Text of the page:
Allowing coalition announcement modalities to bind only positive formulas is a natural restriction. Positive formulas have a special property: if the sum of knowledge of agents in G (their distributed knowledge) includes a positive formula \(\varphi \), then \(\varphi \) can be made common knowledge by a group or coalition announcement by G. Formally, for a positive \(\varphi \), \(M_w \models D_G \varphi \) implies \(M_w \models \langle \![ G]\! \rangle C_G \varphi \), where \(D_G\) stands for distributed knowledge which is interpreted by the intersection of all \(\sim _a\) relations, and \(C_G\) stands for common knowledge which is interpreted by the transitive closure of the union of all \(\sim _a\) relations. See van Ditmarsch and Kooi (2006), and also Ågotnes and Wáng (2017) where the process of making distributed knowledge common knowledge is called resolving distributed knowledge. In other words, positive epistemic formulas can always be resolved by cooperative communication.
Negative formulas do not have this property. For example, it can be distributed knowledge of agents a and b that p and \(\lnot K_b p\): \(D_{\{a,b\}} (p \wedge \lnot K_b p)\). However it is impossible to achieve common knowledge of this formula: \(C_{\{a,b\}} (p\wedge \lnot K_b p)\) is inconsistent, since it implies both \(K_b p\) and \(\lnot K_b p\). Going back to the example in Sect. 2.1, it is distributed knowledge of a and b that \(K_a 15_a\) and \(K_b 5_b\). Both formulas are positive and can be made common knowledge if a and b honestly report the amount of money they have. However it is also distributed knowledge that \(\lnot K_a 5_b\) and \(\lnot K_b 15_a\). The conjunction
is distributed knowledge, but it cannot be made common knowledge for the same reasons as above.
We should also observe that positive formulas are maybe not as rare as it may appear on first sight. In the first place, in models where all states have different valuations, every announcement is equivalent to the disjunction of the characteristic formulas of depth 0 in the states in the denotation of the announcement. In particular, this is the case for the model in Fig. 1.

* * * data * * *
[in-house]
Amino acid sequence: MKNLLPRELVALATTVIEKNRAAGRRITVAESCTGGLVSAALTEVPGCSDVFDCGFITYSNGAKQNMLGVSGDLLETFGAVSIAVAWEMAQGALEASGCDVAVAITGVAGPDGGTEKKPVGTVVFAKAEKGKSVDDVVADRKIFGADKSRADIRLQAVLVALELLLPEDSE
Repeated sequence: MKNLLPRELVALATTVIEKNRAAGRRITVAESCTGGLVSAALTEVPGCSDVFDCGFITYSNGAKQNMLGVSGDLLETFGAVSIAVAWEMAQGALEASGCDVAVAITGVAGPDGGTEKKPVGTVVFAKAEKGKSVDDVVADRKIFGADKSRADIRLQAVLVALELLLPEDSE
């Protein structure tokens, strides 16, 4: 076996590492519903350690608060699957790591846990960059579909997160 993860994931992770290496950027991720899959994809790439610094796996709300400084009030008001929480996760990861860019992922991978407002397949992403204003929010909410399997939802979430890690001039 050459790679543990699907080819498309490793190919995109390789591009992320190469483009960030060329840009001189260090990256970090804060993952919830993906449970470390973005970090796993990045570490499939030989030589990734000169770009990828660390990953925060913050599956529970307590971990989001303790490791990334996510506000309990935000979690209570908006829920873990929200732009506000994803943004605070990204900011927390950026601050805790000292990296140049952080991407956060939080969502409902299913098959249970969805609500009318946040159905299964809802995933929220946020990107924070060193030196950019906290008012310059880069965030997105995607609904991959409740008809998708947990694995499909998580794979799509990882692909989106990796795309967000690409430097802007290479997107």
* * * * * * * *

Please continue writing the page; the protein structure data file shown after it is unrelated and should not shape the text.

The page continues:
However, in the second place, there are still other cases where announcement formulas are equivalent to positive formulas on some given model. This is not wellexplored territory. A very relevant result by Van Benthem is that on finite models any epistemic formula \(\psi \) is equivalent to a formula \(\varphi \) that remains true after being announced. Such formulas \(\varphi \) are now often known as successful formulas (van Benthem 2006; van Ditmarsch and Kooi 2006) (the term employed in van Benthem (2006) is persistent).
The formula constructed in Van Benthem’s proof is a disjunction of characteristic formulas of states in the original and in the restricted models. This successful formula contains diamonds \({\widehat{K}}_i\) and may not be positive (another problematic issue is that it also contains common knowledge modalities). The standard example of a successful formula that is not positive is the formula \(\lnot K_a p\). However, this and similar constructions may well lead to expand the use of the positive fragment. It is further relevant to observe that such positive formulas are a good candidate to characterise what are known as the preserved formulas (those that remain true after any update, see Definition 13 below), which is also shown in van Benthem (2006), but for the slightly smaller positive fragment excluding the clause \([\lnot \psi ] \varphi \) for announcements given below.